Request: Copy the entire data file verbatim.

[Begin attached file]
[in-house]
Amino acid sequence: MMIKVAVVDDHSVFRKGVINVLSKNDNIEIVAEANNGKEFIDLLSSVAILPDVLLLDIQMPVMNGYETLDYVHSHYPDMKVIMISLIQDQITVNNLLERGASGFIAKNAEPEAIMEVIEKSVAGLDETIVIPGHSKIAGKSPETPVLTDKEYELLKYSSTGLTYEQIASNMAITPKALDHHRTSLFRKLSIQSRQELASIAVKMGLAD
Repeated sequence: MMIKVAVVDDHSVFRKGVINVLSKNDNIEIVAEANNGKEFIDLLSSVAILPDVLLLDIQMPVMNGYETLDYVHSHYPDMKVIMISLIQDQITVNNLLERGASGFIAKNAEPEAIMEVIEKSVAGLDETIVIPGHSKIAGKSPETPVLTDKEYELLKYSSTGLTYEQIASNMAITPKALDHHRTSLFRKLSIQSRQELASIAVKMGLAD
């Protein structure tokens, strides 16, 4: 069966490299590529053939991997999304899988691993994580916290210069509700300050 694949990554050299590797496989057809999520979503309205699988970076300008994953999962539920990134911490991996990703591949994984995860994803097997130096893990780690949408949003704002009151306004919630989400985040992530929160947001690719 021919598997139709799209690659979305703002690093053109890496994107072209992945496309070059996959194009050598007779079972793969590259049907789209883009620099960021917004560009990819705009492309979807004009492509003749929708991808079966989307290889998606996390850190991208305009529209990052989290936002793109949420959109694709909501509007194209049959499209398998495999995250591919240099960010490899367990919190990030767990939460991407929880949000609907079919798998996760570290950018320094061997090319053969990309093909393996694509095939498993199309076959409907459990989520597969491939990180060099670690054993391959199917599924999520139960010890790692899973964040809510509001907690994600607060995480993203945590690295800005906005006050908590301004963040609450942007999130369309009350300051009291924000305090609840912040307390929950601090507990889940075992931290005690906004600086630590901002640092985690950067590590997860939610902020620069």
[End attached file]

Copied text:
[in-house]
Amino acid sequence: MMIKVAVVDDHSVFRKGVINVLSKNDNIEIVAEANNGKEFIDLLSSVAILPDVLLLDIQMPVMNGYETLDYVHSHYPDMKVIMISLIQDQITVNNLLERGASGFIAKNAEPEAIMEVIEKSVAGLDETIVIPGHSKIAGKSPETPVLTDKEYELLKYSSTGLTYEQIASNMAITPKALDHHRTSLFRKLSIQSRQELASIAVKMGLAD
Repeated sequence: MMIKVAVVDDHSVFRKGVINVLSKNDNIEIVAEANNGKEFIDLLSSVAILPDVLLLDIQMPVMNGYETLDYVHSHYPDMKVIMISLIQDQITVNNLLERGASGFIAKNAEPEAIMEVIEKSVAGLDETIVIPGHSKIAGKSPETPVLTDKEYELLKYSSTGLTYEQIASNMAITPKALDHHRTSLFRKLSIQSRQELASIAVKMGLAD
């Protein structure tokens, strides 16, 4: 069966490299590529053939991997999304899988691993994580916290210069509700300050 694949990554050299590797496989057809999520979503309205699988970076300008994953999962539920990134911490991996990703591949994984995860994803097997130096893990780690949408949003704002009151306004919630989400985040992530929160947001690719 021919598997139709799209690659979305703002690093053109890496994107072209992945496309070059996959194009050598007779079972793969590259049907789209883009620099960021917004560009990819705009492309979807004009492509003749929708991808079966989307290889998606996390850190991208305009529209990052989290936002793109949420959109694709909501509007194209049959499209398998495999995250591919240099960010490899367990919190990030767990939460991407929880949000609907079919798998996760570290950018320094061997090319053969990309093909393996694509095939498993199309076959409907459990989520597969491939990180060099670690054993391959199917599924999520139960010890790692899973964040809510509001907690994600607060995480993203945590690295800005906005006050908590301004963040609450942007999130369309009350300051009291924000305090609840912040307390929950601090507990889940075992931290005690906004600086630590901002640092985690950067590590997860939610902020620069």